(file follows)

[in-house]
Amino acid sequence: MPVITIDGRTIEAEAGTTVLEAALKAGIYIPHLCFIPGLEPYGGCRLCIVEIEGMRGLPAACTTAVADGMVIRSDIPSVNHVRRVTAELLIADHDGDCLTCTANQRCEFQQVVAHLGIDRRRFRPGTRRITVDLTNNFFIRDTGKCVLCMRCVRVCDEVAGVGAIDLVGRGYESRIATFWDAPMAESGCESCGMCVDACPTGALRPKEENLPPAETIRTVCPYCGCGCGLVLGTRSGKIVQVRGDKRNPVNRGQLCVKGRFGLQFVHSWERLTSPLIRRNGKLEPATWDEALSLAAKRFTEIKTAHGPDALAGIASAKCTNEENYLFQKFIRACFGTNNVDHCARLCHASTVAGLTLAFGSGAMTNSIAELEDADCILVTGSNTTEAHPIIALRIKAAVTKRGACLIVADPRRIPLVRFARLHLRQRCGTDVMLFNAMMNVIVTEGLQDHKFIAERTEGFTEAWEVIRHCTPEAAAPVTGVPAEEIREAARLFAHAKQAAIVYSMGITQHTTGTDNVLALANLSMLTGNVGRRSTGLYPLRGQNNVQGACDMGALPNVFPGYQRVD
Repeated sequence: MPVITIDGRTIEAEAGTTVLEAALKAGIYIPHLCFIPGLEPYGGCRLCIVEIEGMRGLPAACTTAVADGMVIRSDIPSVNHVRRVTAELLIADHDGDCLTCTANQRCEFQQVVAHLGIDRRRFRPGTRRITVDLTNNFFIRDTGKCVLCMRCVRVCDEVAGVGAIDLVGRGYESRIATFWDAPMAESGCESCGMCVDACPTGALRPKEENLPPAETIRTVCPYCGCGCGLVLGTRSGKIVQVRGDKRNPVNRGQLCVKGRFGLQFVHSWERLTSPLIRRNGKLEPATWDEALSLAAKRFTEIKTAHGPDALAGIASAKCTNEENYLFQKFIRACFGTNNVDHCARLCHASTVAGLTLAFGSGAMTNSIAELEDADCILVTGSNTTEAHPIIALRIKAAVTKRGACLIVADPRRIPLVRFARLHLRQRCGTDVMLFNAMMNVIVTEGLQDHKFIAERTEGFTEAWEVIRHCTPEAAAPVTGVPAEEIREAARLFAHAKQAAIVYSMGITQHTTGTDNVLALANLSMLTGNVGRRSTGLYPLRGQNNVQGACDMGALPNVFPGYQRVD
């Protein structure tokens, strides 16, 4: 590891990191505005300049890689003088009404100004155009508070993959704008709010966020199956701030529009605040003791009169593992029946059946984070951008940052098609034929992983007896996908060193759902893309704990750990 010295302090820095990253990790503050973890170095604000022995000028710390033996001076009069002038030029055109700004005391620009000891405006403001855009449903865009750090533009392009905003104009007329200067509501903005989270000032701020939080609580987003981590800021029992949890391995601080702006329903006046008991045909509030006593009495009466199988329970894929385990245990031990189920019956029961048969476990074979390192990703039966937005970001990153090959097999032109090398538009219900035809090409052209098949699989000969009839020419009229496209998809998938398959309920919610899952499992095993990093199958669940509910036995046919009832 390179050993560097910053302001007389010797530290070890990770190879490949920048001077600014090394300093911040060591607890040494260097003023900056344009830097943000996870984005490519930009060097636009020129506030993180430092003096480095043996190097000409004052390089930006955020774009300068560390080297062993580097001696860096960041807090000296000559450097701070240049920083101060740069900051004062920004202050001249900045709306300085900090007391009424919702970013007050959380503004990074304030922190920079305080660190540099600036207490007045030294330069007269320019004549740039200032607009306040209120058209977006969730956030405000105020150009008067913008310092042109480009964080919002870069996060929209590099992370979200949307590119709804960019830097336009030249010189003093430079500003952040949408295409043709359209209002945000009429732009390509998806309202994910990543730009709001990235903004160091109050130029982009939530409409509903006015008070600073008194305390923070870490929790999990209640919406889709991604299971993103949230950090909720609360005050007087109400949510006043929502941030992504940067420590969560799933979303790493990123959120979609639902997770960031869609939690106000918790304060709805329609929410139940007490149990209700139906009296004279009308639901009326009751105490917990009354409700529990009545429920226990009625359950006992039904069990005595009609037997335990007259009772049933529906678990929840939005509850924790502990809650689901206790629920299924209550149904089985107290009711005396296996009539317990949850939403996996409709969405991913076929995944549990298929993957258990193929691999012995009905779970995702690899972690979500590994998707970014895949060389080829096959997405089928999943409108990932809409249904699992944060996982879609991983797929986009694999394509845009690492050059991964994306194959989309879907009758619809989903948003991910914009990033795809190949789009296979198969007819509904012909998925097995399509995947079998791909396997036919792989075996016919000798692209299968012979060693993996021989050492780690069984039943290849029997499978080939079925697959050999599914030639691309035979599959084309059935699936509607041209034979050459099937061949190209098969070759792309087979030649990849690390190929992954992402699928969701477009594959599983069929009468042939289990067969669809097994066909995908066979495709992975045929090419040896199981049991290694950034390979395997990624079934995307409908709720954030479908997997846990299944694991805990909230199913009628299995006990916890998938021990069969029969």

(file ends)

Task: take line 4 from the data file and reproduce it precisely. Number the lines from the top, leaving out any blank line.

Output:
């Protein structure tokens, strides 16, 4: 590891990191505005300049890689003088009404100004155009508070993959704008709010966020199956701030529009605040003791009169593992029946059946984070951008940052098609034929992983007896996908060193759902893309704990750990 010295302090820095990253990790503050973890170095604000022995000028710390033996001076009069002038030029055109700004005391620009000891405006403001855009449903865009750090533009392009905003104009007329200067509501903005989270000032701020939080609580987003981590800021029992949890391995601080702006329903006046008991045909509030006593009495009466199988329970894929385990245990031990189920019956029961048969476990074979390192990703039966937005970001990153090959097999032109090398538009219900035809090409052209098949699989000969009839020419009229496209998809998938398959309920919610899952499992095993990093199958669940509910036995046919009832 390179050993560097910053302001007389010797530290070890990770190879490949920048001077600014090394300093911040060591607890040494260097003023900056344009830097943000996870984005490519930009060097636009020129506030993180430092003096480095043996190097000409004052390089930006955020774009300068560390080297062993580097001696860096960041807090000296000559450097701070240049920083101060740069900051004062920004202050001249900045709306300085900090007391009424919702970013007050959380503004990074304030922190920079305080660190540099600036207490007045030294330069007269320019004549740039200032607009306040209120058209977006969730956030405000105020150009008067913008310092042109480009964080919002870069996060929209590099992370979200949307590119709804960019830097336009030249010189003093430079500003952040949408295409043709359209209002945000009429732009390509998806309202994910990543730009709001990235903004160091109050130029982009939530409409509903006015008070600073008194305390923070870490929790999990209640919406889709991604299971993103949230950090909720609360005050007087109400949510006043929502941030992504940067420590969560799933979303790493990123959120979609639902997770960031869609939690106000918790304060709805329609929410139940007490149990209700139906009296004279009308639901009326009751105490917990009354409700529990009545429920226990009625359950006992039904069990005595009609037997335990007259009772049933529906678990929840939005509850924790502990809650689901206790629920299924209550149904089985107290009711005396296996009539317990949850939403996996409709969405991913076929995944549990298929993957258990193929691999012995009905779970995702690899972690979500590994998707970014895949060389080829096959997405089928999943409108990932809409249904699992944060996982879609991983797929986009694999394509845009690492050059991964994306194959989309879907009758619809989903948003991910914009990033795809190949789009296979198969007819509904012909998925097995399509995947079998791909396997036919792989075996016919000798692209299968012979060693993996021989050492780690069984039943290849029997499978080939079925697959050999599914030639691309035979599959084309059935699936509607041209034979050459099937061949190209098969070759792309087979030649990849690390190929992954992402699928969701477009594959599983069929009468042939289990067969669809097994066909995908066979495709992975045929090419040896199981049991290694950034390979395997990624079934995307409908709720954030479908997997846990299944694991805990909230199913009628299995006990916890998938021990069969029969």